Zeami (c.1363- c.1443) is credited with having refined the Noh tradition as it exists today. When it came to form, he adapted the Gagaku concept of modulation and movement called Jo-ha-kyū. The tripartite can be summarized as: Jo - slow, Ha - development / acceleration, and Kyū - fast conclusion, suggesting that most efforts should start slowly, and then speed up before rapidly ending. Zeami expanded the model from three to five sections by nesting the Jo-ha-kyū concept within the Ha, the tripartite’s longest section. Thus, his adaptation can be summarized as: Jo, Ha-jo, Ha-ha, Ha-kyū, Kyū.
Modern scholar, Mario Yokomichi (1916-2012) created a framework to understand the form of Noh play. Using Zeami’s five-section concept, he analyzed the form of typical two-act Noh plays attributed to Zeami. Then, he has formulated that each act consists of five sections called dan, which represent common events in the dramatic development of a Noh play. These are as follow:
|Act I (mae ba)|
|Waki Enters||Shite Enters||Dialogue||Shite Performs||Shite Exits|
|Act II (nochi ba)|
|Waki Waits||Shite Re-enters||Dialogue||Shite Performs||Shite Exits|
These categorizations adhere to the traditional divisions shared by actors and musicians. However, it is important to note that the Zeami/Yokomichi’s model is an ideal meant only to help in understanding an act, and facilitating comparisons between plays. It is not uncommon that some Noh plays lack certain dan.
According to Yokomichi, a dan consists of one or more shōdan, conventional units of form that have their own position and syntactical role within a dan. The word shōdan, meaning ‘small dan’, was coined by Mario Yokomichi to explain the hierarchical character of the form of a Noh play. There are about one hundred different kinds of shōdan that can be categorized into four types: Spoken, Chanted, Entrance and Exit music, and Dance music. Each shōdan is also characterized by a particular combination of poetry or prose, rhythmic setting, melodic shape, and instrumentation.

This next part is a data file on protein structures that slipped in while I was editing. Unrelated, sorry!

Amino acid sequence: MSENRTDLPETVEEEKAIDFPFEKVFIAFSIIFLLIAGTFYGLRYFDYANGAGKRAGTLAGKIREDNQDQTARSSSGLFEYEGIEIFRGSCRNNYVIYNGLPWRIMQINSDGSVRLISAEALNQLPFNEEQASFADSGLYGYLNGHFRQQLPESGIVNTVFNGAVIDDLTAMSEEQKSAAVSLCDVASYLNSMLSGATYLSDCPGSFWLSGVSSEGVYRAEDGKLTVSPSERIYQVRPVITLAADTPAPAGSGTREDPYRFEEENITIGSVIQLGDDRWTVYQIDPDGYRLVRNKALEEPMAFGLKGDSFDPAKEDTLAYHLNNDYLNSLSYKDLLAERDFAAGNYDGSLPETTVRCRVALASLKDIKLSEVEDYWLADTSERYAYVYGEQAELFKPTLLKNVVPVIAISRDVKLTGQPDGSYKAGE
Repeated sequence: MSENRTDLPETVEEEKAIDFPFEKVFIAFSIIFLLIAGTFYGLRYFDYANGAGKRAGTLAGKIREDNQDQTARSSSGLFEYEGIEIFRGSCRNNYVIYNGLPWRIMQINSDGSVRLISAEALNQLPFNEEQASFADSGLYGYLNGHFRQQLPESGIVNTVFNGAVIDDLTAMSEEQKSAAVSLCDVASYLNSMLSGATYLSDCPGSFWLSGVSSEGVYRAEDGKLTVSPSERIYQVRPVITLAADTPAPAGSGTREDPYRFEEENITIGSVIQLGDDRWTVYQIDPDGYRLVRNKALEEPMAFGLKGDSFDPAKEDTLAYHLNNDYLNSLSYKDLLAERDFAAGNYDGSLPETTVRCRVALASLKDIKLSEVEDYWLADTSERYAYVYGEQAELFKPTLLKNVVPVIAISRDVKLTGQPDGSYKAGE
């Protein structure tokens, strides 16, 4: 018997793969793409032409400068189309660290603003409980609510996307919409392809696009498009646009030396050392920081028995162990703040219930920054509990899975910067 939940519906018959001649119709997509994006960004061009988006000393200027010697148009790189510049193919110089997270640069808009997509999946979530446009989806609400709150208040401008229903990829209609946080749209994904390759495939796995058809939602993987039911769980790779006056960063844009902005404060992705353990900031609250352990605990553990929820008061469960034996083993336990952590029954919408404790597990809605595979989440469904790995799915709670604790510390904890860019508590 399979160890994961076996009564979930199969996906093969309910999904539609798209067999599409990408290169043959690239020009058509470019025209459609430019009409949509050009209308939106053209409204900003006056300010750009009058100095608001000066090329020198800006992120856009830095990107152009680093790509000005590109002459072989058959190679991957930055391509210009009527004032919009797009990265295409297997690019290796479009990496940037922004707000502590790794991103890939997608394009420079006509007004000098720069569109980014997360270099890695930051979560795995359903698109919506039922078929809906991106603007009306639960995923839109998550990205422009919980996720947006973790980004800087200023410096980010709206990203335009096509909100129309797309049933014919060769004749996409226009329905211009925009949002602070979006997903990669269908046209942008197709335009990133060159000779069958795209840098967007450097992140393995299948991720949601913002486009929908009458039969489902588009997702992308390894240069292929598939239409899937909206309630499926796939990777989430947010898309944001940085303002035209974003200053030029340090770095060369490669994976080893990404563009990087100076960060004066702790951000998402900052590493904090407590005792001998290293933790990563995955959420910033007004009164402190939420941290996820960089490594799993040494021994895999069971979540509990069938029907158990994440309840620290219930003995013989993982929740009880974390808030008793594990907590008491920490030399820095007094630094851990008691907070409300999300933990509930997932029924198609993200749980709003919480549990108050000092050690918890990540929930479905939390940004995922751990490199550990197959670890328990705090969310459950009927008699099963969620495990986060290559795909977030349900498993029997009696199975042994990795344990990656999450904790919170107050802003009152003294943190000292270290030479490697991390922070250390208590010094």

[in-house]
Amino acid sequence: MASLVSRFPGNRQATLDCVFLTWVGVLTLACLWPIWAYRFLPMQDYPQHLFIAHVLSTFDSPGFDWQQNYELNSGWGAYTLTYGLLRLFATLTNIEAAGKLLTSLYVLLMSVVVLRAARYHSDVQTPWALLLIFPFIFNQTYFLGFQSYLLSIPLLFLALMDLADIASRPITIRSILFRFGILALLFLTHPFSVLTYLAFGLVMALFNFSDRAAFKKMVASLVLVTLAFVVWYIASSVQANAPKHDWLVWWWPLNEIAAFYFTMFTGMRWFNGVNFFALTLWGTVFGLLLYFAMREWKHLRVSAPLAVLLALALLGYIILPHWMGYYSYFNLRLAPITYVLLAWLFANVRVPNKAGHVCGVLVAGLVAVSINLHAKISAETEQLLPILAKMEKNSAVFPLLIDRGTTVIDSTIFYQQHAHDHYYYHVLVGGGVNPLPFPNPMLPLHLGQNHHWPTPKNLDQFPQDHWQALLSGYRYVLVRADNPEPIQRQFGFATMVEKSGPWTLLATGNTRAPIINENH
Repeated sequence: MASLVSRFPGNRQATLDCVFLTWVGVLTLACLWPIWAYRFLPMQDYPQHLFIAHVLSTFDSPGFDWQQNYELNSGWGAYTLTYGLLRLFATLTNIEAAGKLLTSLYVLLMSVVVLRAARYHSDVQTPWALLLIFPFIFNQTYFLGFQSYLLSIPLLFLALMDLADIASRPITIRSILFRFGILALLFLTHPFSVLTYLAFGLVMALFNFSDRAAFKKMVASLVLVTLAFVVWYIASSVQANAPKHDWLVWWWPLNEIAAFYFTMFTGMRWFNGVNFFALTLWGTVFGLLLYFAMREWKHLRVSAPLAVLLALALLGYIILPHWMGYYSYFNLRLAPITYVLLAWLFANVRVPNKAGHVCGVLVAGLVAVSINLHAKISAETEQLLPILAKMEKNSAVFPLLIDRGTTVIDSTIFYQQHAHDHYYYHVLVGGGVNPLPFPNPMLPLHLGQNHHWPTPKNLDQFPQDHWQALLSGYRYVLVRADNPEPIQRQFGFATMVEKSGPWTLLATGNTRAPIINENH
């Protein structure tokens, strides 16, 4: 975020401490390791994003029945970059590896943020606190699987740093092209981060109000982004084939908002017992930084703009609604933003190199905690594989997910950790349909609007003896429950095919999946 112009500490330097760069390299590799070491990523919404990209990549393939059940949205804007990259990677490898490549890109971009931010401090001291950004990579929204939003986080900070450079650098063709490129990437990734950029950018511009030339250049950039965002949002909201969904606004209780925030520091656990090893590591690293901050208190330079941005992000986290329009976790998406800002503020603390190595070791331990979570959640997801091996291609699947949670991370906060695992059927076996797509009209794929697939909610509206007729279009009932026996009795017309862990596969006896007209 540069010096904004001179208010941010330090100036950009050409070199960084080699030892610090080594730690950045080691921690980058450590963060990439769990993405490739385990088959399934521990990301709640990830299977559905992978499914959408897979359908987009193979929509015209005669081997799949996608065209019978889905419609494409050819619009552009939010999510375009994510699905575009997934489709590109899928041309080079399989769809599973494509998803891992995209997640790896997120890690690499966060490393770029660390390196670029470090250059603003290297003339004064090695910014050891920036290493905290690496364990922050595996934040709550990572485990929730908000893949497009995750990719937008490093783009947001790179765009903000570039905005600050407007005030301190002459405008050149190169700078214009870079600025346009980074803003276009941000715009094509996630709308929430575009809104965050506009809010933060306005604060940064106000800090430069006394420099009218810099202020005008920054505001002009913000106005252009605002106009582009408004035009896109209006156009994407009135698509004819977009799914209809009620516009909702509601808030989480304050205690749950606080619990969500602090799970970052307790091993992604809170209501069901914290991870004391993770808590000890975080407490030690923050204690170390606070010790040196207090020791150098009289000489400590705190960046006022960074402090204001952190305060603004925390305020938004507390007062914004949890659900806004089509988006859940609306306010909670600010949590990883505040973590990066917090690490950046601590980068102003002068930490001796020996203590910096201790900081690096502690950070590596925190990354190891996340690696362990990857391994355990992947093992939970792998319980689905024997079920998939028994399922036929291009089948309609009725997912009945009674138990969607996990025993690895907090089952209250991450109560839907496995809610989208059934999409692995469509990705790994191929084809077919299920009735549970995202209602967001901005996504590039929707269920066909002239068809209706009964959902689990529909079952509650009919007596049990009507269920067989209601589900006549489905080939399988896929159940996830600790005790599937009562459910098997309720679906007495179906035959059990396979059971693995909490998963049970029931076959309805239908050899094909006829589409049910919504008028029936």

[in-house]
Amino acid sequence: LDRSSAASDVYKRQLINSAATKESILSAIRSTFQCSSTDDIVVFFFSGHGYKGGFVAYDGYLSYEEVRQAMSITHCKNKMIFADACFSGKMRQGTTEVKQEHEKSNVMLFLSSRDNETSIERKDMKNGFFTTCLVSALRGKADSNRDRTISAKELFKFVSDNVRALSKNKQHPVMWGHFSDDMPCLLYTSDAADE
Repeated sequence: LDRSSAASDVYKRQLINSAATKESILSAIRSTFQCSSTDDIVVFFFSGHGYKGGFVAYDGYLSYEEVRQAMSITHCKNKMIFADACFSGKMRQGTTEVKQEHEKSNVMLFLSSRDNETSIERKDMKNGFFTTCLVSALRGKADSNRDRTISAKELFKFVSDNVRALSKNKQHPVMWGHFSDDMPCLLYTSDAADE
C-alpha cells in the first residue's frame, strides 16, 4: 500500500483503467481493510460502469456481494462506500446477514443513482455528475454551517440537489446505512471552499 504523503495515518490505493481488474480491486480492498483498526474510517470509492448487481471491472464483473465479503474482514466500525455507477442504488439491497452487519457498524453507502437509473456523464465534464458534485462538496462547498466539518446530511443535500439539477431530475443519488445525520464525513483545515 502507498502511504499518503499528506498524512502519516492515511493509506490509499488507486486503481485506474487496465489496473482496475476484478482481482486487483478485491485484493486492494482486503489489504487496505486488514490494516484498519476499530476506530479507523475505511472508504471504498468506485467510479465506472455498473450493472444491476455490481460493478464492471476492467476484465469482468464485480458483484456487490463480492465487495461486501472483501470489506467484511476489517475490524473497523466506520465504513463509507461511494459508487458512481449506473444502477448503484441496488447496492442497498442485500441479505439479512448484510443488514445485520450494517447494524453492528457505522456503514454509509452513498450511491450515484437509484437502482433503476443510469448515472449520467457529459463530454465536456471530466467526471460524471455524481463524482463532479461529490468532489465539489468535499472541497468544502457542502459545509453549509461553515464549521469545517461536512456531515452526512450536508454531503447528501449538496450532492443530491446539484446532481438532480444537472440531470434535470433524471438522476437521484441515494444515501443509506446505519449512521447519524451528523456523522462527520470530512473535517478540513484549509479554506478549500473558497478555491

The same shōdan can be found in various plays. For instance, the majority of Noh plays include a Nanori, a spoken introduction presented by the secondary actor. It appears in Hashitomi as well as in Kokaji. Moreover, the same shōdan, such as the main chant Ageuta, can appear more than once in a play. For example, Hashitomi has two while Kokaji has three. For more information and video examples of shōdan please refer to the Catalog of Shōdan.
This appendix provides information on the shōdan commonly associated with various dan. It is presented solely as a reference-model, since a comparison limited to Hashitomi and Kokaji's form would show that deviations are not at all uncommon.
Thus, the construction of Noh plays, made of sequences of dan, each composed of shōdan, is said to be modular. In Noh, the concept of modularity does not exist exclusively in the overall formal, but also within individual media layers like dance and music. For instance, the nohkan’s melodies are sequences of shorter patterns. The nohkan player varies the patterns' expression to adapt them to given contexts, as illustrated with these examples: naka no takane, and takane mi kusari, and tome no te.
The patterns played by the percussionists are similarly constructed and controlled. This example shows how the rhythmic patterns played by the ōtsuzumi and kotsuzumi performers during an Ashirai, involve the juxtaposition of mitsuji and tsuzuke patterns. It also illustrates that their expression is altered when the rhythmic setting is strict rather than flexible.
Similarly, dances use a limited number of movements (kata) that are reused within a dance, a play, and even across plays. Moreover, some kata are modular. For instance, the Back Circlet is composed of the sequence of two shorter kata: a Right Step pivot followed by an Open-retreat. Similarly to music, the unifying impact of modularity is balanced by changing expressive interpretations of patterns performed in a different context. This is evident when comparing two versions of the Large Zigzag: first, as it is performed by a pensive ghost of a young woman in Hashitomi and second, performed in martial style by the vigorous diety in Kokaji. For more examples of kata please refer to the Catalog of Kata.